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This blog is all about Asylum Update which contains the New Guidance on Permission to Work & Delays in Asylum Decisions


Those individuals who seek asylum in the United Kingdom are not generally permitted to work during their claim is being judged. Then again, the Home Office may give authorization to work to asylum seekers whose claim has been unresolved for over a Year through no liability of their own.

This is permission to work however in name only, because of it being limited to jobs on the shortage occupation list issued by the Home Office. The great mass of asylum seekers permitted authorization to work will be incapable to ever actually practice that authorization, as they will under no circumstances be entitled for the insignificant number of highly specialised occupations on the list. Some light at the end of the tunnel possibly is a fresh evaluation from the Migration Advisory Committee which has suggested an extension of the shortage occupation list. Whether or not the listing will in fact be extended remains to be established. Either way, it is expected not to go far enough for movements to lift the ban completely, which have gradually been assembling momentum.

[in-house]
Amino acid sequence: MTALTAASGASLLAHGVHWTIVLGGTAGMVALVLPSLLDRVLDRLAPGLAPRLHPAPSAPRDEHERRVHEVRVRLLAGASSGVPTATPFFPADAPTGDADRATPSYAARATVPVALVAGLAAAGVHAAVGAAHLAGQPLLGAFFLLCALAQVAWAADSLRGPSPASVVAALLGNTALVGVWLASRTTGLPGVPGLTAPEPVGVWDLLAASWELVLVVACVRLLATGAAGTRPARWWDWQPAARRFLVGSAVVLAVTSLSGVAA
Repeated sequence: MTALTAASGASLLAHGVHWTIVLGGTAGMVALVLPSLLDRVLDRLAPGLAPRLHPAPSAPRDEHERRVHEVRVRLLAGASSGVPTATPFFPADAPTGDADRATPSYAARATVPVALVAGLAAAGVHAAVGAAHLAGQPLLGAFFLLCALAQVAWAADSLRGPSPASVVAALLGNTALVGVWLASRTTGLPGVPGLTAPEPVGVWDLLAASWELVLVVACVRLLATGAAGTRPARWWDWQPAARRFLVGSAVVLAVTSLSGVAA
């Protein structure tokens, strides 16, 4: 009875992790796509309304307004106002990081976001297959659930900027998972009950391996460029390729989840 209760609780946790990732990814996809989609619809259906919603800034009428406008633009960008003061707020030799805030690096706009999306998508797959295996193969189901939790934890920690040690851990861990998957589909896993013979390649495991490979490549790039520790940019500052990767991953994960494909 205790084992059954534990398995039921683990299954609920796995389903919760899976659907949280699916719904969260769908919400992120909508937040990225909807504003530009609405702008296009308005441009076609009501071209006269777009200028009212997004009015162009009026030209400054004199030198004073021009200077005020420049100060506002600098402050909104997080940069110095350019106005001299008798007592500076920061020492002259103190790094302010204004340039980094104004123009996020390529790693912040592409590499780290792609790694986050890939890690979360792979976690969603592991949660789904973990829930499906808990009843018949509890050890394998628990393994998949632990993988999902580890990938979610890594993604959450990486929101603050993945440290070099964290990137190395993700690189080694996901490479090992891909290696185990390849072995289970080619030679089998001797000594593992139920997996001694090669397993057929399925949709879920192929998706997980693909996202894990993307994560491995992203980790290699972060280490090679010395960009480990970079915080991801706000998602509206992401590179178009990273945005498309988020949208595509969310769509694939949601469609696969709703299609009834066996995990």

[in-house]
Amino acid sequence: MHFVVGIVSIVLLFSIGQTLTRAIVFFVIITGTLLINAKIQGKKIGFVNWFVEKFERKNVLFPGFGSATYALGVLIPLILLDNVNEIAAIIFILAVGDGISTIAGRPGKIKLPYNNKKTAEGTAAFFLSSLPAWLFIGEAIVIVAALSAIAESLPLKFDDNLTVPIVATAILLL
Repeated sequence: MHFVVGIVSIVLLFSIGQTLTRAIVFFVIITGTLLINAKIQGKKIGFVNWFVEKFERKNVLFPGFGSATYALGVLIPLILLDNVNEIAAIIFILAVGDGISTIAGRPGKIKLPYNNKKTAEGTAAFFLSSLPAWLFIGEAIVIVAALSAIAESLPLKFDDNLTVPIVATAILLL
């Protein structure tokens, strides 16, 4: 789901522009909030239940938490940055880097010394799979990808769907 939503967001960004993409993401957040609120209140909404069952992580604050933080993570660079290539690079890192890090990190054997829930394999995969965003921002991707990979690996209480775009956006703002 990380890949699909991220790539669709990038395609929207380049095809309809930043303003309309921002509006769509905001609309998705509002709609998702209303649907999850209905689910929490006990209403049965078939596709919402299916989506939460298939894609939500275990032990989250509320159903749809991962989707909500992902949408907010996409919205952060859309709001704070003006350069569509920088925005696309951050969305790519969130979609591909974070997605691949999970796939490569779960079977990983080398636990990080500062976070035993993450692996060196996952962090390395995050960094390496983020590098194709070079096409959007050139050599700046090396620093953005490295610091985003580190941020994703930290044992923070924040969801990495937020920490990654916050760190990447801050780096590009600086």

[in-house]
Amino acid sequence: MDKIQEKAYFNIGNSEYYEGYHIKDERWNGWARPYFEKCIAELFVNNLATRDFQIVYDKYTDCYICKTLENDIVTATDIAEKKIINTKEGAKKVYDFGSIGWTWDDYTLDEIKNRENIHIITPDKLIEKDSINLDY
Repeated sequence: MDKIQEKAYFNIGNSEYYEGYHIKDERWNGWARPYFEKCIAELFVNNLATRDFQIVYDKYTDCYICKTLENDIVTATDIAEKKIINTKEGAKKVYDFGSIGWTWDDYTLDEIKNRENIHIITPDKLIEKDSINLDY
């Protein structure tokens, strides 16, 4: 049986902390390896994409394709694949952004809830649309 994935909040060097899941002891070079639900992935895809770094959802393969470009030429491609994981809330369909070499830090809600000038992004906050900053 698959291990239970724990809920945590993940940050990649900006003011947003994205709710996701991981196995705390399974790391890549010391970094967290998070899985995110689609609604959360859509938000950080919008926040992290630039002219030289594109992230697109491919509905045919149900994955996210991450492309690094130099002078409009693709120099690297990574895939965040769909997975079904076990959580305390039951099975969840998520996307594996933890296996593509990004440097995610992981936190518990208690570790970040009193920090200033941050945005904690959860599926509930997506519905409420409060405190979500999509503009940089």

The Home Office’s modernized asylum policy guidance on authorization to work for asylum applicants does not make any considerable policy modifications; revising the procedure for modifying ARC cards and renewing travel costs data. Nevertheless, this originates at the same time as the Home Office affirming that they are shifting away from the six-month aim for making asylum decisions. In the past, the Home Office strategy was for a judgement to be made on an asylum application inside six months of the fundamental interview, with exclusions for more difficult cases.

A spokesperson from the Home Office stated:


“We are dedicated to confirming that asylum claims are measured without needless delay, to make sure that individuals who need safety are allowed asylum as soon as possible and can start to incorporate and rebuild their lives, including those granted at appeal.


We have shifted away from the six-month service standard to focus on cases with severe exposure and those in receipt of the greatest level of support, including lone asylum-seeking children (UASC).”

The six-month aim has been frequently missed over the years and it is perhaps not amazing that the Home Office are admitting the issue. In 2017, only 75% of cases were not settled within six months. 25%, over 14,300 individuals, were not. With rising delays comes an ever-increasing possibility of applicants seeking permission to work while they wait. Whether that authorization being permitted has any significant impact on their lives is another matter.


If you need help with your asylum claim, contact you nearest solicitor for professional guidance about your claim and the asylum procedure.



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